Miss F was a 30-year-old bank clerk. She worked very hard and found little time to take exercise. She was obese, weighing 105kg and with a BMI of 45. She went to see Dr Y, asking for contraception as she had a new partner. She had not used any contraception in the past few years but had previously had an IUD that had suited her well. Dr Y checked her blood pressure, which was normal, and asked her if she smoked, which she denied. Dr Y explained that the doctor who fitted coils for the surgery was off sick. They discussed other options and Miss F decided she would prefer the regularity that a combined oral contraceptive pill gave.
Several weeks later Miss F woke one morning with terrible abdominal pain. The pain did not ease but got steadily worse. Her partner called an ambulance and she was taken to A&E, where she was found to have an acute abdomen. The surgeons did an emergency laparotomy and found infarcted bowel. Miss F needed extensive surgery with considerable risks due to her BMI. The overall diagnosis was acute ischaemia of the small intestine due to mesenteric venous thrombosis, most likely precipitated by the use of the COCP.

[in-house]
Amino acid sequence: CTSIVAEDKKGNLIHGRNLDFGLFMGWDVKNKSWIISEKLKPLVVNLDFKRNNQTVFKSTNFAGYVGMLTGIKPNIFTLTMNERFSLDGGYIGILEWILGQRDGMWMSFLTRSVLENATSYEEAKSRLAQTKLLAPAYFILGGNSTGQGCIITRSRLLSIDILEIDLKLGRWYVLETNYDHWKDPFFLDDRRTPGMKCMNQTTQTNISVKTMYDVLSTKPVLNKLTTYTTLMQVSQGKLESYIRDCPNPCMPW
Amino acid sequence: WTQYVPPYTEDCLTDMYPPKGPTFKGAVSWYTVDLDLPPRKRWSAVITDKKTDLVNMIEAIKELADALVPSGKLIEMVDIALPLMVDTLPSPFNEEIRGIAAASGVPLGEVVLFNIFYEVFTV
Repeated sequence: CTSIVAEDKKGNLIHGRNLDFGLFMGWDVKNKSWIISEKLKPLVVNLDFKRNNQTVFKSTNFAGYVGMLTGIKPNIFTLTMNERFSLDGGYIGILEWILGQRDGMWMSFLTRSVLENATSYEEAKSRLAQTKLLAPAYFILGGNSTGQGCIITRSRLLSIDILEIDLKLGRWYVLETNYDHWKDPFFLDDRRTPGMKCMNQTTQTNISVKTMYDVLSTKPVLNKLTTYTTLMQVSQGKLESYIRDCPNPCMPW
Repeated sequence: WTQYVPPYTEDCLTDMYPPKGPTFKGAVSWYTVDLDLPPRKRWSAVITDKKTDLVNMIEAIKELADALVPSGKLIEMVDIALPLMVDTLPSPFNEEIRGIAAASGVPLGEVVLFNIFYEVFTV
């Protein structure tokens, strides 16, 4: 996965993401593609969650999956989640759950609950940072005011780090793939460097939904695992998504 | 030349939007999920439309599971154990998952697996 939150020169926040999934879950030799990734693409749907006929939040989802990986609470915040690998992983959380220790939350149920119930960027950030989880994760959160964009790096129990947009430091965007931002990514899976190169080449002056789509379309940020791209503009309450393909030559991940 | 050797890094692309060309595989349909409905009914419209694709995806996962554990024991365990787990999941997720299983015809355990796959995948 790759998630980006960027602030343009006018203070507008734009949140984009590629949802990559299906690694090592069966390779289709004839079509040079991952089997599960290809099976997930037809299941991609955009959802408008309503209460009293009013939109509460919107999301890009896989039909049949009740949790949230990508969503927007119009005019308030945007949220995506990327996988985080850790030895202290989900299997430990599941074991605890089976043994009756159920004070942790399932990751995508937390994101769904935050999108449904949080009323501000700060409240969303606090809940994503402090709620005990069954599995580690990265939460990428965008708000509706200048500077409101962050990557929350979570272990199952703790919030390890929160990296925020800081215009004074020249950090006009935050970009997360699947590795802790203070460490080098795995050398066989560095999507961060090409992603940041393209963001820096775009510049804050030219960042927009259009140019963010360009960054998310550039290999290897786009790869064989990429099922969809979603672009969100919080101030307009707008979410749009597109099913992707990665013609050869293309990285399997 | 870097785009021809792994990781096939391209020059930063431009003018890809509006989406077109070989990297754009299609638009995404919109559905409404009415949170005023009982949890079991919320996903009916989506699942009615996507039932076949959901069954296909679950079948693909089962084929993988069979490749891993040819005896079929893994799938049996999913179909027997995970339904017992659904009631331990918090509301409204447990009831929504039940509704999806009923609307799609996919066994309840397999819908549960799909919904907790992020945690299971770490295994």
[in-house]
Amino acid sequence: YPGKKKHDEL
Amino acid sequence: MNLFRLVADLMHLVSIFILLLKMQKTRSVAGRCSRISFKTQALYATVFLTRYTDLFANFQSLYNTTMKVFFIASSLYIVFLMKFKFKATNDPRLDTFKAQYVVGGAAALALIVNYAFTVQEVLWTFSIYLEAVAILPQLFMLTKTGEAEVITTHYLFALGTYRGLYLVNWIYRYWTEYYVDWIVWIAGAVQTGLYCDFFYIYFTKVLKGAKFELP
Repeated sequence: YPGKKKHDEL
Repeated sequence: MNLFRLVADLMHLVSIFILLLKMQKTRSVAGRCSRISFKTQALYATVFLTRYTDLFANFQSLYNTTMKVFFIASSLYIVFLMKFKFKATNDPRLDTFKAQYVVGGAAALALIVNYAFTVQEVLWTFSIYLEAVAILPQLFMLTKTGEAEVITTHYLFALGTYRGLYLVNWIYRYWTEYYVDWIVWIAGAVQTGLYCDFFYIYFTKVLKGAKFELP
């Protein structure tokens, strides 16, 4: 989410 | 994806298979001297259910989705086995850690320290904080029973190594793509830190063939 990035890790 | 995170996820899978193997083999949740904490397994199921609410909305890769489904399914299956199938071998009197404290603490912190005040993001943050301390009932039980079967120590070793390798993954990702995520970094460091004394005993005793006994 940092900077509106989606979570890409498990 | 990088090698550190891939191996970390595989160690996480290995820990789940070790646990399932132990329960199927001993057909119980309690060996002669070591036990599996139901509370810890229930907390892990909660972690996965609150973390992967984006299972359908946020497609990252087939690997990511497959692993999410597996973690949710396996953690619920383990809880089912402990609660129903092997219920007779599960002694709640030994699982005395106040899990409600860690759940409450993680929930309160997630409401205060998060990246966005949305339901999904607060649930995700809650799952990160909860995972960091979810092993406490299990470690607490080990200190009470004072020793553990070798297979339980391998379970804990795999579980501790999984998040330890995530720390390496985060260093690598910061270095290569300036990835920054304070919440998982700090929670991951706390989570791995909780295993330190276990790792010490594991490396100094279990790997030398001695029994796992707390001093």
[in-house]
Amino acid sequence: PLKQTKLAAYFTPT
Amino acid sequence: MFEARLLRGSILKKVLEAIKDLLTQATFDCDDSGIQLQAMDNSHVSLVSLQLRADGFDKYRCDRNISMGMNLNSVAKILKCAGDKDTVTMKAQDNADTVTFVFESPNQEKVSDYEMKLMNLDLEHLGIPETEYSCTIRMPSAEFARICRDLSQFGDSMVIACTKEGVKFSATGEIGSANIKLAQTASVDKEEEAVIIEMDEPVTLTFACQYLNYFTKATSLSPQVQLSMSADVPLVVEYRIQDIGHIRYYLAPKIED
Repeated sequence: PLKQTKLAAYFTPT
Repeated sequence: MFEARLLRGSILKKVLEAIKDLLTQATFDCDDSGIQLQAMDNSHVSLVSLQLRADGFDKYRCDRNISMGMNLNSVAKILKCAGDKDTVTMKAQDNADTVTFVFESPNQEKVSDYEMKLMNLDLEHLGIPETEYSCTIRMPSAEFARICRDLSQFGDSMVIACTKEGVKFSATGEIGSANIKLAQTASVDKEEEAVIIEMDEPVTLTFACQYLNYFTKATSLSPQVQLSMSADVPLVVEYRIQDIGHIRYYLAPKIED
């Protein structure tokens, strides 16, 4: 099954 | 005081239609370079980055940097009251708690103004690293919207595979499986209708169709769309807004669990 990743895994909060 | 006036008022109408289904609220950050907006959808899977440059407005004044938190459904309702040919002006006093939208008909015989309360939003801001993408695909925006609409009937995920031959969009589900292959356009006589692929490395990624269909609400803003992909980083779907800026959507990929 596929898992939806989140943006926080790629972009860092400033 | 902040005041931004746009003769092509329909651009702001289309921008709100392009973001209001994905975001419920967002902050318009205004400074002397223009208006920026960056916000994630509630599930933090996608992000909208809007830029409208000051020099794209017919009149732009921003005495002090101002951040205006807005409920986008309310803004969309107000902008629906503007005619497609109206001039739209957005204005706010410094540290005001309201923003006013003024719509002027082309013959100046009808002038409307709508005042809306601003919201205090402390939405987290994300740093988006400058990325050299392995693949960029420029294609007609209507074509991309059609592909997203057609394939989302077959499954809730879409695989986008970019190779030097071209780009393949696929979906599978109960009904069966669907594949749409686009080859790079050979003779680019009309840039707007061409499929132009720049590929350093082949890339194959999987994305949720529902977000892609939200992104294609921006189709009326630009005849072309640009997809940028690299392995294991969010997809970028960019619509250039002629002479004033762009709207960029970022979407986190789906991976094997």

Miss F spent several weeks in hospital with a difficult recovery period. She developed a chest infection postoperatively and had to be given antibiotics for a wound infection. So much bowel had been infarcted and consequently removed that Miss F needed life-long parenteral nutrition. She found this devastating and felt it ruined her quality of life. She also needed life-long warfarin treatment. Miss F began a claim against Dr Y.
GP experts were critical of Dr Y for prescribing the pill without consulting a national formulary (BNF) for contraindications. Dr Y should have calculated her BMI. The British National Formulary advises prescribing with caution if the BMI is above 30kg/m2 but states that prescribing should be avoided if the BMI is above 39kg/m2. The claim was settled for a substantial sum.
- Most national formularies set out clear risk factors for venous thromboembolism when prescribing the COCP. Mesenteric venous thrombosis is rare, but it is still worth checking that a patient does not have a family history of thombophilia before prescribing the COCP.
- If you do not follow current advice when prescribing, perhaps because this is a shared (informed) decision with the patient, it is important to document your reasons.
- Always calculate a BMI – weight alone is not sufficient.
- With obesity on the increase, treatments and procedures that have hitherto been routine may become more complex.